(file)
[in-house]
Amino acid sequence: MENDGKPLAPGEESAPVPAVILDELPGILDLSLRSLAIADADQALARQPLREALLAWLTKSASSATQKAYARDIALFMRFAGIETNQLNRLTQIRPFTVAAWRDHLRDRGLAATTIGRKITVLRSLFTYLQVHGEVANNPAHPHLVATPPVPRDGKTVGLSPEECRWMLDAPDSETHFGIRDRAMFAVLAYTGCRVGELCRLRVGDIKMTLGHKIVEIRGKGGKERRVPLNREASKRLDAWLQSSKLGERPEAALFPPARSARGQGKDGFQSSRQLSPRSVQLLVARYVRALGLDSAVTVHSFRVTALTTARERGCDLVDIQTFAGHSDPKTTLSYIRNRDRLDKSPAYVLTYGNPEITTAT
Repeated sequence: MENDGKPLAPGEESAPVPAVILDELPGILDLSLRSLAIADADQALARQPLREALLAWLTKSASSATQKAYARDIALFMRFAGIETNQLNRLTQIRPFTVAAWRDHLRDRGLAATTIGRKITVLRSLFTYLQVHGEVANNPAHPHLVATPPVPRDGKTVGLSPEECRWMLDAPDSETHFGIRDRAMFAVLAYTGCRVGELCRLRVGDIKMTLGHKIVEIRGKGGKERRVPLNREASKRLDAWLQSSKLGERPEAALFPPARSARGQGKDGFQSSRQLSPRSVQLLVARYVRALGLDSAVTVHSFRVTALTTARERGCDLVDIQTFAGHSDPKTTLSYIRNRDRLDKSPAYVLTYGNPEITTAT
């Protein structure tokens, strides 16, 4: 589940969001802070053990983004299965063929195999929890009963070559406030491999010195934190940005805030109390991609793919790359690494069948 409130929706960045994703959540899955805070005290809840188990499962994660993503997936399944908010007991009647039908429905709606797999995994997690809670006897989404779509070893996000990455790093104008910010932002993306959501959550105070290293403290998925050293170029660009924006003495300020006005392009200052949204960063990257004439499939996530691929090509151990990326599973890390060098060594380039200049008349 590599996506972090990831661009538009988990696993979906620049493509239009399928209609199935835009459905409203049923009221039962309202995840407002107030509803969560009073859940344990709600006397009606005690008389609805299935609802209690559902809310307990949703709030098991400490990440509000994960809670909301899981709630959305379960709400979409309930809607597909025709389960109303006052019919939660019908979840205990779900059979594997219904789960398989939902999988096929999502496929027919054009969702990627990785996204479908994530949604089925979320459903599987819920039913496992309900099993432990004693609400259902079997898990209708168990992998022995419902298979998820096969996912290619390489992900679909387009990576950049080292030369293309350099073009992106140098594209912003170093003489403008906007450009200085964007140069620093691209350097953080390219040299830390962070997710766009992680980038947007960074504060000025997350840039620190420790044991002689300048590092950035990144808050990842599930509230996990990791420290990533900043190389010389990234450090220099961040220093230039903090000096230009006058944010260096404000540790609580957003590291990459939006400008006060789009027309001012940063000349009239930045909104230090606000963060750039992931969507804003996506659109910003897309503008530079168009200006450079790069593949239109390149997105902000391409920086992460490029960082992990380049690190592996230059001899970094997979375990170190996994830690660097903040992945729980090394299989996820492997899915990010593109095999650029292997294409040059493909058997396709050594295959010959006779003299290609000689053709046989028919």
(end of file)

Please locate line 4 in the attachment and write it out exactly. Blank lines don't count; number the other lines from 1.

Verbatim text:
């Protein structure tokens, strides 16, 4: 589940969001802070053990983004299965063929195999929890009963070559406030491999010195934190940005805030109390991609793919790359690494069948 409130929706960045994703959540899955805070005290809840188990499962994660993503997936399944908010007991009647039908429905709606797999995994997690809670006897989404779509070893996000990455790093104008910010932002993306959501959550105070290293403290998925050293170029660009924006003495300020006005392009200052949204960063990257004439499939996530691929090509151990990326599973890390060098060594380039200049008349 590599996506972090990831661009538009988990696993979906620049493509239009399928209609199935835009459905409203049923009221039962309202995840407002107030509803969560009073859940344990709600006397009606005690008389609805299935609802209690559902809310307990949703709030098991400490990440509000994960809670909301899981709630959305379960709400979409309930809607597909025709389960109303006052019919939660019908979840205990779900059979594997219904789960398989939902999988096929999502496929027919054009969702990627990785996204479908994530949604089925979320459903599987819920039913496992309900099993432990004693609400259902079997898990209708168990992998022995419902298979998820096969996912290619390489992900679909387009990576950049080292030369293309350099073009992106140098594209912003170093003489403008906007450009200085964007140069620093691209350097953080390219040299830390962070997710766009992680980038947007960074504060000025997350840039620190420790044991002689300048590092950035990144808050990842599930509230996990990791420290990533900043190389010389990234450090220099961040220093230039903090000096230009006058944010260096404000540790609580957003590291990459939006400008006060789009027309001012940063000349009239930045909104230090606000963060750039992931969507804003996506659109910003897309503008530079168009200006450079790069593949239109390149997105902000391409920086992460490029960082992990380049690190592996230059001899970094997979375990170190996994830690660097903040992945729980090394299989996820492997899915990010593109095999650029292997294409040059493909058997396709050594295959010959006779003299290609000689053709046989028919």